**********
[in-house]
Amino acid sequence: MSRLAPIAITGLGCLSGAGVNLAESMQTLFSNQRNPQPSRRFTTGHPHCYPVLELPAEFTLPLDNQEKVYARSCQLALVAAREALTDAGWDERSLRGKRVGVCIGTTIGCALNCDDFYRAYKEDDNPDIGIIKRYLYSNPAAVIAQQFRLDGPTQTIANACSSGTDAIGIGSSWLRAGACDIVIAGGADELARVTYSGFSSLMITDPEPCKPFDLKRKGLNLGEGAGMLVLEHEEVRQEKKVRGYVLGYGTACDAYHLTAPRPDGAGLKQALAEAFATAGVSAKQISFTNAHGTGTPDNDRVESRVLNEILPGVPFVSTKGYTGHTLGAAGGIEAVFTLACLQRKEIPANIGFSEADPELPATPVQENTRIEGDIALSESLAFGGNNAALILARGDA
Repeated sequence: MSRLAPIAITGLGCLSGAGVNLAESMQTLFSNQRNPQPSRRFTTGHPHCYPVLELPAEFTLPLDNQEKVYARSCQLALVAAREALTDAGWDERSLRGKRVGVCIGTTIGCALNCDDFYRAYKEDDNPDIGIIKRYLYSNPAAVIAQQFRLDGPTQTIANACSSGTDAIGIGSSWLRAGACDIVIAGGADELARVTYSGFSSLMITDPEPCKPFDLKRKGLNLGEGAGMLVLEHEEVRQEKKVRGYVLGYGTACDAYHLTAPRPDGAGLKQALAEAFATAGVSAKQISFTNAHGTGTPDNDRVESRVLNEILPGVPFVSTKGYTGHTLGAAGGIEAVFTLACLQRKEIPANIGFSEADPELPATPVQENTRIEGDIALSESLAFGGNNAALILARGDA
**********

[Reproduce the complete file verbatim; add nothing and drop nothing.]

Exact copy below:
[in-house]
Amino acid sequence: MSRLAPIAITGLGCLSGAGVNLAESMQTLFSNQRNPQPSRRFTTGHPHCYPVLELPAEFTLPLDNQEKVYARSCQLALVAAREALTDAGWDERSLRGKRVGVCIGTTIGCALNCDDFYRAYKEDDNPDIGIIKRYLYSNPAAVIAQQFRLDGPTQTIANACSSGTDAIGIGSSWLRAGACDIVIAGGADELARVTYSGFSSLMITDPEPCKPFDLKRKGLNLGEGAGMLVLEHEEVRQEKKVRGYVLGYGTACDAYHLTAPRPDGAGLKQALAEAFATAGVSAKQISFTNAHGTGTPDNDRVESRVLNEILPGVPFVSTKGYTGHTLGAAGGIEAVFTLACLQRKEIPANIGFSEADPELPATPVQENTRIEGDIALSESLAFGGNNAALILARGDA
Repeated sequence: MSRLAPIAITGLGCLSGAGVNLAESMQTLFSNQRNPQPSRRFTTGHPHCYPVLELPAEFTLPLDNQEKVYARSCQLALVAAREALTDAGWDERSLRGKRVGVCIGTTIGCALNCDDFYRAYKEDDNPDIGIIKRYLYSNPAAVIAQQFRLDGPTQTIANACSSGTDAIGIGSSWLRAGACDIVIAGGADELARVTYSGFSSLMITDPEPCKPFDLKRKGLNLGEGAGMLVLEHEEVRQEKKVRGYVLGYGTACDAYHLTAPRPDGAGLKQALAEAFATAGVSAKQISFTNAHGTGTPDNDRVESRVLNEILPGVPFVSTKGYTGHTLGAAGGIEAVFTLACLQRKEIPANIGFSEADPELPATPVQENTRIEGDIALSESLAFGGNNAALILARGDA